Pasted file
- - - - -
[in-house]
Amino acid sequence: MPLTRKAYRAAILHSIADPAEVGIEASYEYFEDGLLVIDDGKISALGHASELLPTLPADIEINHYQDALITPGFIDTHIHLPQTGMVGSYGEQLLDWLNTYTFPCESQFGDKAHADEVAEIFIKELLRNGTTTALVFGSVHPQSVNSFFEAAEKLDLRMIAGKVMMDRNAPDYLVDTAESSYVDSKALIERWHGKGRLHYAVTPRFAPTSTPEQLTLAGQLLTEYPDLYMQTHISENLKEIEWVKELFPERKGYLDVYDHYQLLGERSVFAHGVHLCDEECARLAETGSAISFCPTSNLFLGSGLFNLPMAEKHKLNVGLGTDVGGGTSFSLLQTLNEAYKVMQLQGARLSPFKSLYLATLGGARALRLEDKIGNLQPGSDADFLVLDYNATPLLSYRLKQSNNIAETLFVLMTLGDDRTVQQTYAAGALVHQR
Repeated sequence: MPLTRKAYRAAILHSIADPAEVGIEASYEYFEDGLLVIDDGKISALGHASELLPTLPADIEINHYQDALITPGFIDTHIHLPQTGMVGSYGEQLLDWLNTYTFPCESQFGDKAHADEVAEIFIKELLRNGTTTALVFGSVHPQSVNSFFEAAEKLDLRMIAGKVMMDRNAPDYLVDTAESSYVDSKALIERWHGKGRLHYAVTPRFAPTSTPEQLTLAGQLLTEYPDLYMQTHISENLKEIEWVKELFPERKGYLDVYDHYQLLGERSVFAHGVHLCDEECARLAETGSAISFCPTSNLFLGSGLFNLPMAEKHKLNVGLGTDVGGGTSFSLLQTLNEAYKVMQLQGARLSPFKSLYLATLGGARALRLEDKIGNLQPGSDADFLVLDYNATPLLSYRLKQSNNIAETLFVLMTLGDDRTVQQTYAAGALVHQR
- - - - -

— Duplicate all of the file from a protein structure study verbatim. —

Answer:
[in-house]
Amino acid sequence: MPLTRKAYRAAILHSIADPAEVGIEASYEYFEDGLLVIDDGKISALGHASELLPTLPADIEINHYQDALITPGFIDTHIHLPQTGMVGSYGEQLLDWLNTYTFPCESQFGDKAHADEVAEIFIKELLRNGTTTALVFGSVHPQSVNSFFEAAEKLDLRMIAGKVMMDRNAPDYLVDTAESSYVDSKALIERWHGKGRLHYAVTPRFAPTSTPEQLTLAGQLLTEYPDLYMQTHISENLKEIEWVKELFPERKGYLDVYDHYQLLGERSVFAHGVHLCDEECARLAETGSAISFCPTSNLFLGSGLFNLPMAEKHKLNVGLGTDVGGGTSFSLLQTLNEAYKVMQLQGARLSPFKSLYLATLGGARALRLEDKIGNLQPGSDADFLVLDYNATPLLSYRLKQSNNIAETLFVLMTLGDDRTVQQTYAAGALVHQR
Repeated sequence: MPLTRKAYRAAILHSIADPAEVGIEASYEYFEDGLLVIDDGKISALGHASELLPTLPADIEINHYQDALITPGFIDTHIHLPQTGMVGSYGEQLLDWLNTYTFPCESQFGDKAHADEVAEIFIKELLRNGTTTALVFGSVHPQSVNSFFEAAEKLDLRMIAGKVMMDRNAPDYLVDTAESSYVDSKALIERWHGKGRLHYAVTPRFAPTSTPEQLTLAGQLLTEYPDLYMQTHISENLKEIEWVKELFPERKGYLDVYDHYQLLGERSVFAHGVHLCDEECARLAETGSAISFCPTSNLFLGSGLFNLPMAEKHKLNVGLGTDVGGGTSFSLLQTLNEAYKVMQLQGARLSPFKSLYLATLGGARALRLEDKIGNLQPGSDADFLVLDYNATPLLSYRLKQSNNIAETLFVLMTLGDDRTVQQTYAAGALVHQR